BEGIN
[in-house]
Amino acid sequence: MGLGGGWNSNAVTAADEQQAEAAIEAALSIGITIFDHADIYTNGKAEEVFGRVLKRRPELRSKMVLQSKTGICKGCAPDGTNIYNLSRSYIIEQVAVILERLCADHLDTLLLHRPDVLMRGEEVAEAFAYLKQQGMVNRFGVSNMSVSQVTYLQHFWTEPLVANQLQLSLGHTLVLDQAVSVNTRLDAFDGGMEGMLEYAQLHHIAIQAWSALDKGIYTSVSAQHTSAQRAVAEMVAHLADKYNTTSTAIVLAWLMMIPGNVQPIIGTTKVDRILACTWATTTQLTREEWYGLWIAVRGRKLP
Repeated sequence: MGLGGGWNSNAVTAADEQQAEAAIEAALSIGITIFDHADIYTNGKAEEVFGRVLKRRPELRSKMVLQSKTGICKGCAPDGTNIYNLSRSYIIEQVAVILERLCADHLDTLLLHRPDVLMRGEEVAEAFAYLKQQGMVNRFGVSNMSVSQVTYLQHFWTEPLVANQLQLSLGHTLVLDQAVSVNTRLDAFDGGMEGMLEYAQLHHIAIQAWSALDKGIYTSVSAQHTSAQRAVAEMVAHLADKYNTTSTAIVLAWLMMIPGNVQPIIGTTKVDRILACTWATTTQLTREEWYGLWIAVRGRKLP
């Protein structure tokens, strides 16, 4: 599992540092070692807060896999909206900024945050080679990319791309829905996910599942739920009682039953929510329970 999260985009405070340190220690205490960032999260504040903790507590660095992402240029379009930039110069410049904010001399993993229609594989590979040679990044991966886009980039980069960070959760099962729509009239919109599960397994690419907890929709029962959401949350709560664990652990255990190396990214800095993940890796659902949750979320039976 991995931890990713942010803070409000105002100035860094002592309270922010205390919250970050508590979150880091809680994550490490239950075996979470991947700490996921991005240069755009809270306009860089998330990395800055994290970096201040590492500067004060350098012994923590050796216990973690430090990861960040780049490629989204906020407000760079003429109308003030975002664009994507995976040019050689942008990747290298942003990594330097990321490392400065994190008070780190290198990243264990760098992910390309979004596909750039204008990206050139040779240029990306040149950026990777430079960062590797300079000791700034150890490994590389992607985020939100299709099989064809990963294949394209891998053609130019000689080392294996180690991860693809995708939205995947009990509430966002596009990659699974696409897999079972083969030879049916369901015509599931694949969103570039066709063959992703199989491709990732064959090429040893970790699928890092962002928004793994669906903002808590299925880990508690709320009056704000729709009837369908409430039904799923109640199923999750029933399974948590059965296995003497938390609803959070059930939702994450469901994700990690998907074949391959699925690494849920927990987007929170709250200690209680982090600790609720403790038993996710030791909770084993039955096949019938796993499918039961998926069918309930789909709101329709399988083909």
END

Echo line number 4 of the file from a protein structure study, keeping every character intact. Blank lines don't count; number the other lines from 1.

């Protein structure tokens, strides 16, 4: 599992540092070692807060896999909206900024945050080679990319791309829905996910599942739920009682039953929510329970 999260985009405070340190220690205490960032999260504040903790507590660095992402240029379009930039110069410049904010001399993993229609594989590979040679990044991966886009980039980069960070959760099962729509009239919109599960397994690419907890929709029962959401949350709560664990652990255990190396990214800095993940890796659902949750979320039976 991995931890990713942010803070409000105002100035860094002592309270922010205390919250970050508590979150880091809680994550490490239950075996979470991947700490996921991005240069755009809270306009860089998330990395800055994290970096201040590492500067004060350098012994923590050796216990973690430090990861960040780049490629989204906020407000760079003429109308003030975002664009994507995976040019050689942008990747290298942003990594330097990321490392400065994190008070780190290198990243264990760098992910390309979004596909750039204008990206050139040779240029990306040149950026990777430079960062590797300079000791700034150890490994590389992607985020939100299709099989064809990963294949394209891998053609130019000689080392294996180690991860693809995708939205995947009990509430966002596009990659699974696409897999079972083969030879049916369901015509599931694949969103570039066709063959992703199989491709990732064959090429040893970790699928890092962002928004793994669906903002808590299925880990508690709320009056704000729709009837369908409430039904799923109640199923999750029933399974948590059965296995003497938390609803959070059930939702994450469901994700990690998907074949391959699925690494849920927990987007929170709250200690209680982090600790609720403790038993996710030791909770084993039955096949019938796993499918039961998926069918309930789909709101329709399988083909």